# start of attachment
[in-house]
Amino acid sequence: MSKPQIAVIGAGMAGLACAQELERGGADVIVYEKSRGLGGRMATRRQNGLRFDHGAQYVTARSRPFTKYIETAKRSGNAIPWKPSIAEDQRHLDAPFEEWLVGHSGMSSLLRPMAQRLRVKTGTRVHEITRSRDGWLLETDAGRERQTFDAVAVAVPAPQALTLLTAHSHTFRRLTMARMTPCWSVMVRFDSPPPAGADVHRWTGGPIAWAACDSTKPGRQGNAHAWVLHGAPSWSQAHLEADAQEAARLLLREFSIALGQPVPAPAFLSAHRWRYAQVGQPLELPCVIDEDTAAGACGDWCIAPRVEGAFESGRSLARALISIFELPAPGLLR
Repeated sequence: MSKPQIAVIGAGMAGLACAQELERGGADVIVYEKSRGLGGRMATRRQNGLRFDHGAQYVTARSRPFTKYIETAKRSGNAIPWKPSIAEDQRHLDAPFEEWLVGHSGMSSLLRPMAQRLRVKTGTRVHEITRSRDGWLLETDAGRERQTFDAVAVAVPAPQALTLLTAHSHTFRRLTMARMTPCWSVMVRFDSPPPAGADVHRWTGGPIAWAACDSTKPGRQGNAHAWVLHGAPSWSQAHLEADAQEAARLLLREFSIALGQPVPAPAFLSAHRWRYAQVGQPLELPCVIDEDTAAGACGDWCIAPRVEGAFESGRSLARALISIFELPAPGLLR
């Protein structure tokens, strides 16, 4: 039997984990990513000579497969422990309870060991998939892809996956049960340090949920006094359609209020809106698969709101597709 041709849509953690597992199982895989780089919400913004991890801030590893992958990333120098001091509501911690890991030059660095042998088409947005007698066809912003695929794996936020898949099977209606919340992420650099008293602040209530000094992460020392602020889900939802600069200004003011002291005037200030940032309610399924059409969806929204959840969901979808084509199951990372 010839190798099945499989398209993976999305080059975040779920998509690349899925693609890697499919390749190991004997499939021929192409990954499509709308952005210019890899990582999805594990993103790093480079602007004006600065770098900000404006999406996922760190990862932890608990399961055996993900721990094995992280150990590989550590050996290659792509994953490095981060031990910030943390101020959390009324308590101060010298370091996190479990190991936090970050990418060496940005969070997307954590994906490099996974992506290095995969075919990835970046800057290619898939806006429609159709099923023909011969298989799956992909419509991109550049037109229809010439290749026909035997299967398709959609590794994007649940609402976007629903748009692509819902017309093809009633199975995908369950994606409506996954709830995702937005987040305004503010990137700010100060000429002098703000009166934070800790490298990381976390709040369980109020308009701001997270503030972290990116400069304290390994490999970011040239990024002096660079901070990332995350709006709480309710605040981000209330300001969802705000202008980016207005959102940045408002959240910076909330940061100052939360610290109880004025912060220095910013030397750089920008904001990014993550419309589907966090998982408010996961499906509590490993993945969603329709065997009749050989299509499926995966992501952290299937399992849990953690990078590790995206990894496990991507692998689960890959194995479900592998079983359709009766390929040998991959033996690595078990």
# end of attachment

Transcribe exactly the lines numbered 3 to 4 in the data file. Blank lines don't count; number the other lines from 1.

Repeated sequence: MSKPQIAVIGAGMAGLACAQELERGGADVIVYEKSRGLGGRMATRRQNGLRFDHGAQYVTARSRPFTKYIETAKRSGNAIPWKPSIAEDQRHLDAPFEEWLVGHSGMSSLLRPMAQRLRVKTGTRVHEITRSRDGWLLETDAGRERQTFDAVAVAVPAPQALTLLTAHSHTFRRLTMARMTPCWSVMVRFDSPPPAGADVHRWTGGPIAWAACDSTKPGRQGNAHAWVLHGAPSWSQAHLEADAQEAARLLLREFSIALGQPVPAPAFLSAHRWRYAQVGQPLELPCVIDEDTAAGACGDWCIAPRVEGAFESGRSLARALISIFELPAPGLLR
């Protein structure tokens, strides 16, 4: 039997984990990513000579497969422990309870060991998939892809996956049960340090949920006094359609209020809106698969709101597709 041709849509953690597992199982895989780089919400913004991890801030590893992958990333120098001091509501911690890991030059660095042998088409947005007698066809912003695929794996936020898949099977209606919340992420650099008293602040209530000094992460020392602020889900939802600069200004003011002291005037200030940032309610399924059409969806929204959840969901979808084509199951990372 010839190798099945499989398209993976999305080059975040779920998509690349899925693609890697499919390749190991004997499939021929192409990954499509709308952005210019890899990582999805594990993103790093480079602007004006600065770098900000404006999406996922760190990862932890608990399961055996993900721990094995992280150990590989550590050996290659792509994953490095981060031990910030943390101020959390009324308590101060010298370091996190479990190991936090970050990418060496940005969070997307954590994906490099996974992506290095995969075919990835970046800057290619898939806006429609159709099923023909011969298989799956992909419509991109550049037109229809010439290749026909035997299967398709959609590794994007649940609402976007629903748009692509819902017309093809009633199975995908369950994606409506996954709830995702937005987040305004503010990137700010100060000429002098703000009166934070800790490298990381976390709040369980109020308009701001997270503030972290990116400069304290390994490999970011040239990024002096660079901070990332995350709006709480309710605040981000209330300001969802705000202008980016207005959102940045408002959240910076909330940061100052939360610290109880004025912060220095910013030397750089920008904001990014993550419309589907966090998982408010996961499906509590490993993945969603329709065997009749050989299509499926995966992501952290299937399992849990953690990078590790995206990894496990991507692998689960890959194995479900592998079983359709009766390929040998991959033996690595078990």